Assessment of carbon capture and storage in natural systems within the English North Sea
Three quarters of the UK is in the sea. Among the diversity of marine wildlife found within UK seas lies a reservoir of carbon stored in natural habitats like sand, mud, saltmarsh and seagrass. Unlike land-based sources of carbon such as forests and peatlands, marine carbon stores are less well understood. This report begins to fill in the gaps in our knowledge of where carbon can be found within the English North Sea, how much carbon is being stored and the capacity to lock carbon away in the future. This research paves the way for better understanding and protection of marine carbon and in doing so tackling the dual climate and biodiversity crises.
Key report findings
- Carbon stocks in the English North Sea amount to nearly 20% of that held in UK forests and woodlands. The top 10cm of English North Sea seabed sediments is estimated to store 100.4Mt carbon. To put this into context, UK forests are estimated to store 529Mt carbon. Yet these sediments are likely to be tens to hundreds of meters in depth so these figures should be considered an underestimate of the total organic carbon stored in the seabed sediments including the significant buried peat deposits in some areas.
- 98% of the total organic carbon is stored in seabed sediments like sand and mud. Seabed sediments are thus by far the most important habitat for carbon storage in the region. We have no mechanism for 'restoring' these habitats—their protection relies on spatially managing activities so as not to disturb these sediments.
- The current English North Sea MPA network contains 51.9% of the total organic carbon stores in the English North Sea and 42.1% of total inorganic carbon stores in the English North Sea. Almost all of these MPAs are still subjected to broadscale disturbance.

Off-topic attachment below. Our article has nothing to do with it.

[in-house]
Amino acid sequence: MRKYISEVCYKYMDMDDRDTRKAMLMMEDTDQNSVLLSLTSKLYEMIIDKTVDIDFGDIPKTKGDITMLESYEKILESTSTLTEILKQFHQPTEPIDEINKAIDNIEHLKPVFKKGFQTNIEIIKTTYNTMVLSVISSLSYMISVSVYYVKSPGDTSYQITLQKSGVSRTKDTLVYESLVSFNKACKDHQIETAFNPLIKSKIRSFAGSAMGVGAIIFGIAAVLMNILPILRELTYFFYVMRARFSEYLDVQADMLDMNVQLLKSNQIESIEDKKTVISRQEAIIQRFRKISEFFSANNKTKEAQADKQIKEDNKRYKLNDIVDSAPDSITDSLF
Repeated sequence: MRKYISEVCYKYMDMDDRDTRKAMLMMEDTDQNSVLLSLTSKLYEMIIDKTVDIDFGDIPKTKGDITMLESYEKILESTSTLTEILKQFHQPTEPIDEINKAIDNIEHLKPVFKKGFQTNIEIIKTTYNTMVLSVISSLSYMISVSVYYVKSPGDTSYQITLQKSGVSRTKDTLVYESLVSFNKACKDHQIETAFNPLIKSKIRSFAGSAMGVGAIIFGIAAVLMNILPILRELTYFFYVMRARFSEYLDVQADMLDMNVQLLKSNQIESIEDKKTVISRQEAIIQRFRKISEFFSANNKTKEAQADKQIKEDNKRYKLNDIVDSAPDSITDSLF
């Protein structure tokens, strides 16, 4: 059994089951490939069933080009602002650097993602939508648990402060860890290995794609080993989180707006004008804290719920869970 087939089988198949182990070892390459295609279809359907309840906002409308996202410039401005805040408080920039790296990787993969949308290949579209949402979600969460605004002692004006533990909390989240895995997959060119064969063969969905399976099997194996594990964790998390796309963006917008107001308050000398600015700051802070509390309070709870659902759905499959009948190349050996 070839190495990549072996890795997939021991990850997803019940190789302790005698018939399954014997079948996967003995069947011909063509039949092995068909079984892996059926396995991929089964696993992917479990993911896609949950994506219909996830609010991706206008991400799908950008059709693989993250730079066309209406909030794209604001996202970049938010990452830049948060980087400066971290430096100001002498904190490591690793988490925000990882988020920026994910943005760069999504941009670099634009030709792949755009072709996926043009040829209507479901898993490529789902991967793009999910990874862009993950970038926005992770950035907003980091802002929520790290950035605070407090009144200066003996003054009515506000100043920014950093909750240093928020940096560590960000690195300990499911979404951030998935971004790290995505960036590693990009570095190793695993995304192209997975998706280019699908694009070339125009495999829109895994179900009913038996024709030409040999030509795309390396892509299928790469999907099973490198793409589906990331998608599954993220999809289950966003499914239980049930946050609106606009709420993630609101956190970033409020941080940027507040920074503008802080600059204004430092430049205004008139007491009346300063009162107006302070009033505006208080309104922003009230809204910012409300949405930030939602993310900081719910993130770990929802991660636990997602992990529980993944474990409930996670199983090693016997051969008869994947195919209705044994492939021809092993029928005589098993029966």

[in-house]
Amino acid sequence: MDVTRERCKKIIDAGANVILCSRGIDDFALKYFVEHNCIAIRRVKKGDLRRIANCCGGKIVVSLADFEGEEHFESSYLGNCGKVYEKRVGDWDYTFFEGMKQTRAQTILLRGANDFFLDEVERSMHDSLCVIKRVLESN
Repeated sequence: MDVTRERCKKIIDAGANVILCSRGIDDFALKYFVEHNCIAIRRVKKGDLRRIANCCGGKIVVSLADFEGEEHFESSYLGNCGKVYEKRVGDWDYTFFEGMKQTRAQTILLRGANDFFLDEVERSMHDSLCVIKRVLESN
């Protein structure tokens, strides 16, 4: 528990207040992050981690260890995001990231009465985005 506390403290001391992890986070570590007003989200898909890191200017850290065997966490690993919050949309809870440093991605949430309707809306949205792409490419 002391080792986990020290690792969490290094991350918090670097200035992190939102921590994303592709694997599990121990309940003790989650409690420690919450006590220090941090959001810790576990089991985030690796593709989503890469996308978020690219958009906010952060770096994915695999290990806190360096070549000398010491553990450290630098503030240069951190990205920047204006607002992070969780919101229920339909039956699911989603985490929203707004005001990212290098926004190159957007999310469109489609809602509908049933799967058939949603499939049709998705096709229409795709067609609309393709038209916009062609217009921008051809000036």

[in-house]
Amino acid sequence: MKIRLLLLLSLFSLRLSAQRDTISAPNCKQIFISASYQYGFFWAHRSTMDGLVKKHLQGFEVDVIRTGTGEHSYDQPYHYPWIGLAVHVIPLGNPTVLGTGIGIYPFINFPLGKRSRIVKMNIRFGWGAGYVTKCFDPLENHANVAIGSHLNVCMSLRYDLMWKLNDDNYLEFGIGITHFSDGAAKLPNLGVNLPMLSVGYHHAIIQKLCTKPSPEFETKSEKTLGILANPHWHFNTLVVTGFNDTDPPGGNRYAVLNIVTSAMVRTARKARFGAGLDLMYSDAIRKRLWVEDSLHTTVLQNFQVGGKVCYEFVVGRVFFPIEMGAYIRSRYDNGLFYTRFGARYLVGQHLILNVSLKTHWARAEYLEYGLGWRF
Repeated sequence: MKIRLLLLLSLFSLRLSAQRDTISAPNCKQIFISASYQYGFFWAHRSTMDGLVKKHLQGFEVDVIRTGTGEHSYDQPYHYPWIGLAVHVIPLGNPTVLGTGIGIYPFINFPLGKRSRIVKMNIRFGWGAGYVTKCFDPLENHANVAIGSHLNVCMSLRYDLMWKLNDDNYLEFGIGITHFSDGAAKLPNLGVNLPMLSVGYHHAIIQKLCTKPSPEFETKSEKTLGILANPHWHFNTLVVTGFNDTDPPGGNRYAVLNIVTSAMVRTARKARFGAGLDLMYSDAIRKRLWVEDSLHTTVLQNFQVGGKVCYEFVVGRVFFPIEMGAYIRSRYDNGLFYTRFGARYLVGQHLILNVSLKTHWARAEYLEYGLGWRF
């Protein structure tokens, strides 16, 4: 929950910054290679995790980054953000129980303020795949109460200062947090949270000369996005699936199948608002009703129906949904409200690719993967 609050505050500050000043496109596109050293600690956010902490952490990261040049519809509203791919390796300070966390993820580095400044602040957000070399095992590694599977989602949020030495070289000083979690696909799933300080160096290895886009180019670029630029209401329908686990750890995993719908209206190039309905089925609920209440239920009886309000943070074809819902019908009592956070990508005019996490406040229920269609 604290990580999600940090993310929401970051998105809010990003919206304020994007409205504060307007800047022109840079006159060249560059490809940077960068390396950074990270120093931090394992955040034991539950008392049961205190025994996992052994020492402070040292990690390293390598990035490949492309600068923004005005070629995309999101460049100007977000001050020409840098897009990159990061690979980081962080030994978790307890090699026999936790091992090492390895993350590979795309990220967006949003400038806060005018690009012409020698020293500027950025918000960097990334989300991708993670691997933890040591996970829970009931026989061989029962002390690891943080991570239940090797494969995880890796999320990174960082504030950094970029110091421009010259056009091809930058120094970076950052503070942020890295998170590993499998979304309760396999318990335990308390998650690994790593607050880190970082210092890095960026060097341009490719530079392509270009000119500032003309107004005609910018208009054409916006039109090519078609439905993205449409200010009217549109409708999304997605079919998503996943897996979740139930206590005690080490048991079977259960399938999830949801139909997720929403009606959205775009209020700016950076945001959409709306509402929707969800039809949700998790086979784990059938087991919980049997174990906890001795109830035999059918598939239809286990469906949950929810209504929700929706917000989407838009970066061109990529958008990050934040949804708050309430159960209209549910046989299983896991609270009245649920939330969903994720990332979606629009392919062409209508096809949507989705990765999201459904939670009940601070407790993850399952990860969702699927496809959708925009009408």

- Some areas with the greatest carbon stock density, for example the Devil's Hole region to the north of the study area, do not lie within an MPA designation and so remain vulnerable to degradation. A huge opportunity exists here to protect significant carbon sinks from disturbance.
- 0.74 MT of organic carbon are stored in the saltmarsh and seagrass beds of the region. This low figure highlights the significant reduction in saltmarsh and seagrass extent that has taken place across the UK in recent decades rather than its lack of capacity for storing carbon. In fact, both habitats are able to sequester significant amounts of carbon and commitments to restoring such habitats should be made.
- While it's estimated that a potential 1.2 Mt organic carbon are added annually to the sediment stores, disturbance to the seabed from activities including fishing, aggregate dredging, infrastructure development and others means it is unclear how much of this carbon enters the long-term stores. While we continue to disturb the seabed so extensively we undermine this natural process of locking carbon away.